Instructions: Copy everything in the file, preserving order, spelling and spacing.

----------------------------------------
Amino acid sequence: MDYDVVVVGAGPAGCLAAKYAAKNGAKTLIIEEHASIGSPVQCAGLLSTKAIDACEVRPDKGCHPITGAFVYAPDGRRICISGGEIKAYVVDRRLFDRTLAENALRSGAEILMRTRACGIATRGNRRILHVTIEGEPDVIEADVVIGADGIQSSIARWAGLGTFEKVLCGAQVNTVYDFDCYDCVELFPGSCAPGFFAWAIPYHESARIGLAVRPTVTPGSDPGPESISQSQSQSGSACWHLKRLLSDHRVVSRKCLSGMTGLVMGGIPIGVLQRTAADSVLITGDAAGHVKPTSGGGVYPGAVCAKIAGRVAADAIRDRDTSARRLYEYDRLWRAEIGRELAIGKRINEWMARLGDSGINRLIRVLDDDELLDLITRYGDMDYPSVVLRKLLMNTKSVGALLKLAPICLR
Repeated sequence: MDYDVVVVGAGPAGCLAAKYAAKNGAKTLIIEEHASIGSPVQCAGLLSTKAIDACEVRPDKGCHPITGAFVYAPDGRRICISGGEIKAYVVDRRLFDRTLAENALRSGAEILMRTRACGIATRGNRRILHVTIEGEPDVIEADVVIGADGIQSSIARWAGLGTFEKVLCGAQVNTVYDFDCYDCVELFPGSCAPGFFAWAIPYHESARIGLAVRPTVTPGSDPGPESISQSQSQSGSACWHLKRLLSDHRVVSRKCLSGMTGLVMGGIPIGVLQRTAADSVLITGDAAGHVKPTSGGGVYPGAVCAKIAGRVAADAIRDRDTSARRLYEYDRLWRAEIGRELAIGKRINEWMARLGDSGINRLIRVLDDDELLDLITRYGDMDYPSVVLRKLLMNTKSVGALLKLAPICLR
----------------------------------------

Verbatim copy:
Amino acid sequence: MDYDVVVVGAGPAGCLAAKYAAKNGAKTLIIEEHASIGSPVQCAGLLSTKAIDACEVRPDKGCHPITGAFVYAPDGRRICISGGEIKAYVVDRRLFDRTLAENALRSGAEILMRTRACGIATRGNRRILHVTIEGEPDVIEADVVIGADGIQSSIARWAGLGTFEKVLCGAQVNTVYDFDCYDCVELFPGSCAPGFFAWAIPYHESARIGLAVRPTVTPGSDPGPESISQSQSQSGSACWHLKRLLSDHRVVSRKCLSGMTGLVMGGIPIGVLQRTAADSVLITGDAAGHVKPTSGGGVYPGAVCAKIAGRVAADAIRDRDTSARRLYEYDRLWRAEIGRELAIGKRINEWMARLGDSGINRLIRVLDDDELLDLITRYGDMDYPSVVLRKLLMNTKSVGALLKLAPICLR
Repeated sequence: MDYDVVVVGAGPAGCLAAKYAAKNGAKTLIIEEHASIGSPVQCAGLLSTKAIDACEVRPDKGCHPITGAFVYAPDGRRICISGGEIKAYVVDRRLFDRTLAENALRSGAEILMRTRACGIATRGNRRILHVTIEGEPDVIEADVVIGADGIQSSIARWAGLGTFEKVLCGAQVNTVYDFDCYDCVELFPGSCAPGFFAWAIPYHESARIGLAVRPTVTPGSDPGPESISQSQSQSGSACWHLKRLLSDHRVVSRKCLSGMTGLVMGGIPIGVLQRTAADSVLITGDAAGHVKPTSGGGVYPGAVCAKIAGRVAADAIRDRDTSARRLYEYDRLWRAEIGRELAIGKRINEWMARLGDSGINRLIRVLDDDELLDLITRYGDMDYPSVVLRKLLMNTKSVGALLKLAPICLR